Ayurveda is Very Much a Part of the Indian Psyche: Sonja Shah
Sonja Shah Williams spent an idyllic childhood in Yorkshire in the UK, deeply rooted in Indian traditions. She believes “we must accept our place within the natural world and honour the importance of mutual respect between animals, plants and flowers.”
As an Ayurvedic Medicine Practitioner, Sonja teaches through her work that “Ayurveda is THE system of medicine that brings balance through our interconnectedness with nature. The healing power of plants and their flowers is simply amazing.”
Her book by DK Books, ‘Ayurveda: a little book of self-care’ (available at Ayurveda: An Ancient System of Holistic Health to Bring Balance and Wellness to Your Life (A Little Book of Self Care): Amazon.co.uk: Shah-Williams, Sonja: 9780241443651: Books) offers a taste of the fundamental principles of Ayurveda. She has collated a collection of tried and tested Ayurvedic practices and remedies including foods, oils, yoga, and meditation to aid sleep, increase energy, boost immunity, relieve digestive problems, improve relationships and more.
As an Indian living in a multicultural society how does Ayurveda connect you to India?
I have known of Ayurveda all my life due to our regular vacations back to India. All our relatives and others we know in India see Ayurvedic, as well as allopathic doctors, and my interest in what would later become my profession began at a young age. My mother also follows many Ayurvedic principles, as most Indian people do, even though they don’t even refer to them as Ayurvedic. Ayurveda is very much part of the Indian psyche.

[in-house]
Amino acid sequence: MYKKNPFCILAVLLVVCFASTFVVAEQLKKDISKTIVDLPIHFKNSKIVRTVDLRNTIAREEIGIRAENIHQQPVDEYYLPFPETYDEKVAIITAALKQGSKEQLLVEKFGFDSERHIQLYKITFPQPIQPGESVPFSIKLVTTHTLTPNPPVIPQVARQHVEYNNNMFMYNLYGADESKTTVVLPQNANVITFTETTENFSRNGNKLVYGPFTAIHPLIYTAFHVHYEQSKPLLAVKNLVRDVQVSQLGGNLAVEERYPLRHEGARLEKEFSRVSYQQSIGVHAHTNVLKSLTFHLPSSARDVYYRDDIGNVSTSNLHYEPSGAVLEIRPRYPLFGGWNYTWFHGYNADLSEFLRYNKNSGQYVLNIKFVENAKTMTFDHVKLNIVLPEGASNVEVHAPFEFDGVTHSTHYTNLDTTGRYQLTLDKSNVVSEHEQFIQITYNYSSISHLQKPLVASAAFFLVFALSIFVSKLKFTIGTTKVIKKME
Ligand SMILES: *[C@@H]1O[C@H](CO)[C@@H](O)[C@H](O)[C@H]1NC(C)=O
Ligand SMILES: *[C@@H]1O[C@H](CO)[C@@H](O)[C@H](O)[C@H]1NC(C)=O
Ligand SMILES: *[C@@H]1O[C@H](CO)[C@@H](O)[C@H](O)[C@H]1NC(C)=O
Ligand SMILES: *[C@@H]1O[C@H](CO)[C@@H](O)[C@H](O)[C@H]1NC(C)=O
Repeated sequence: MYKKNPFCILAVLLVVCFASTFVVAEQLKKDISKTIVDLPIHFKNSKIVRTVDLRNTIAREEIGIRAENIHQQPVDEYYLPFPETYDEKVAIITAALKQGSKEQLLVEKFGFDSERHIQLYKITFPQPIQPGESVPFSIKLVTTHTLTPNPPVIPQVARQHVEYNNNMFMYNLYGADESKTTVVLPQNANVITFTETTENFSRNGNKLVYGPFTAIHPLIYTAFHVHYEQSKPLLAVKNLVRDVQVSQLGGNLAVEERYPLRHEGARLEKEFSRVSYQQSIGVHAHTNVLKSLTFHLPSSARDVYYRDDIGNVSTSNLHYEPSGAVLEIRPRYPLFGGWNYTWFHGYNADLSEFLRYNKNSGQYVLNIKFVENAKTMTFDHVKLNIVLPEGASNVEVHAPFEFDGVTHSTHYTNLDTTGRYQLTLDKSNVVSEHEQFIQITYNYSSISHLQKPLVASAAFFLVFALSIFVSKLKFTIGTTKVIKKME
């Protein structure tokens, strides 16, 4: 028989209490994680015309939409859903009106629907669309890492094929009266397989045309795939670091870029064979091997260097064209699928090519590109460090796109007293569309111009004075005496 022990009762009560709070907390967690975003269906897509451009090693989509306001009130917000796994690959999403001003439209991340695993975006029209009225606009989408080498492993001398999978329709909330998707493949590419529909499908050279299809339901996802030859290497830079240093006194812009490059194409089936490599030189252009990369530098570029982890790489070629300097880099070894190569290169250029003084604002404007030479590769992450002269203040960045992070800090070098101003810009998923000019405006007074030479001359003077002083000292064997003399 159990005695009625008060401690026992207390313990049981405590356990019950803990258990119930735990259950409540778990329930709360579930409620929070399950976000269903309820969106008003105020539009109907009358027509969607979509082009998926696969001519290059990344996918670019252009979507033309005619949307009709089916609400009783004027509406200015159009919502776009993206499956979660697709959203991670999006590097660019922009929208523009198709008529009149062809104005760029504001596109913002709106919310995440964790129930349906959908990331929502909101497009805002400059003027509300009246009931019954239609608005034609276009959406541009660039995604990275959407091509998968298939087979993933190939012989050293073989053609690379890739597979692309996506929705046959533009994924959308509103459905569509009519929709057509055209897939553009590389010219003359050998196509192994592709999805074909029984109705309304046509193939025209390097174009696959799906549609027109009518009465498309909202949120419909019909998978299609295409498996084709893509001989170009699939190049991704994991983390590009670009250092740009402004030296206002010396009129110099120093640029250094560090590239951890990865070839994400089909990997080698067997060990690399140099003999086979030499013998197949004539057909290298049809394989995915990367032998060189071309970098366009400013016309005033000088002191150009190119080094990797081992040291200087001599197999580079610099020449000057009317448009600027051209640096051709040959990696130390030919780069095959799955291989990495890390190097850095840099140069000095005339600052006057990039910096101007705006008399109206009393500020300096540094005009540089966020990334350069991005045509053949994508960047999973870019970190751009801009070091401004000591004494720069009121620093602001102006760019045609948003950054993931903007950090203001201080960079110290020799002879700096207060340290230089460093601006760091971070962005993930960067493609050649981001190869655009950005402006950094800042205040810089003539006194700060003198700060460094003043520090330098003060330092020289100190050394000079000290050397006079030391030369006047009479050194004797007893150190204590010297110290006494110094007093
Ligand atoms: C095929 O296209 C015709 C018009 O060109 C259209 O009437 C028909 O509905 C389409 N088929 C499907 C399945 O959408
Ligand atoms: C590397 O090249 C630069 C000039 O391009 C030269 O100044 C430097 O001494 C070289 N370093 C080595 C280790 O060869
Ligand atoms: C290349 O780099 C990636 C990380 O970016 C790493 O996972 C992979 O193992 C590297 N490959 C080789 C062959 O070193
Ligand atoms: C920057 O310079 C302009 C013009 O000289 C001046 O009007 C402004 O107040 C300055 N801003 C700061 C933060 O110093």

Do Indians need to learn Ayurveda separately or is part of their culinary traditions. Could you speak about your family?
As I mentioned, Indian people have many key rituals, both culinary and otherwise, that follow the basic laws of Nature and the universe, therefore unless they decide to study Ayurveda formally, at university, most simply live life seasonally. In India, vegetables and other foods are always available seasonally, and many people have a routine that fits with their circadian rhythm, such as going to bed by 10pm and rising early.
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